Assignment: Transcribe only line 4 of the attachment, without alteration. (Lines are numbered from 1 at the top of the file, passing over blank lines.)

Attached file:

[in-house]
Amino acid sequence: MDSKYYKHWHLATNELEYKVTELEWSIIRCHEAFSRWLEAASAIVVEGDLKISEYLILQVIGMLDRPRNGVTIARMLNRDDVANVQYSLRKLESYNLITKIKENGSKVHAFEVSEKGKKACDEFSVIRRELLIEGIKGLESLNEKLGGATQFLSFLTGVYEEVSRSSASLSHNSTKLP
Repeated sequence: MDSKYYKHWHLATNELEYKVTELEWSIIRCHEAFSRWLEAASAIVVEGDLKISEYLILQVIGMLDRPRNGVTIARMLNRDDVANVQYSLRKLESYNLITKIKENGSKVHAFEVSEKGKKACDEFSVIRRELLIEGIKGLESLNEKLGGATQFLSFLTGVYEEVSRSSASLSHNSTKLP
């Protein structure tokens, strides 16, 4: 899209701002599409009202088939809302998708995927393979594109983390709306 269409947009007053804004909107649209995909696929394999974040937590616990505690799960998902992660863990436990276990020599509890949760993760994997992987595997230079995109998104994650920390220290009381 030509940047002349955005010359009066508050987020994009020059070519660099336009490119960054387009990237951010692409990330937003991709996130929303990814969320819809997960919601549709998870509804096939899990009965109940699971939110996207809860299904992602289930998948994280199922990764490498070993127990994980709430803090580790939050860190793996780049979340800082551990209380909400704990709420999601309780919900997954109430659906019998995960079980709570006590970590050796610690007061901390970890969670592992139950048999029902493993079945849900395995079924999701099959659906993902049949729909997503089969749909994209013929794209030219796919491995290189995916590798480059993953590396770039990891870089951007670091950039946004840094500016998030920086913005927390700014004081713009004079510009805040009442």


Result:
């Protein structure tokens, strides 16, 4: 899209701002599409009202088939809302998708995927393979594109983390709306 269409947009007053804004909107649209995909696929394999974040937590616990505690799960998902992660863990436990276990020599509890949760993760994997992987595997230079995109998104994650920390220290009381 030509940047002349955005010359009066508050987020994009020059070519660099336009490119960054387009990237951010692409990330937003991709996130929303990814969320819809997960919601549709998870509804096939899990009965109940699971939110996207809860299904992602289930998948994280199922990764490498070993127990994980709430803090580790939050860190793996780049979340800082551990209380909400704990709420999601309780919900997954109430659906019998995960079980709570006590970590050796610690007061901390970890969670592992139950048999029902493993079945849900395995079924999701099959659906993902049949729909997503089969749909994209013929794209030219796919491995290189995916590798480059993953590396770039990891870089951007670091950039946004840094500016998030920086913005927390700014004081713009004079510009805040009442």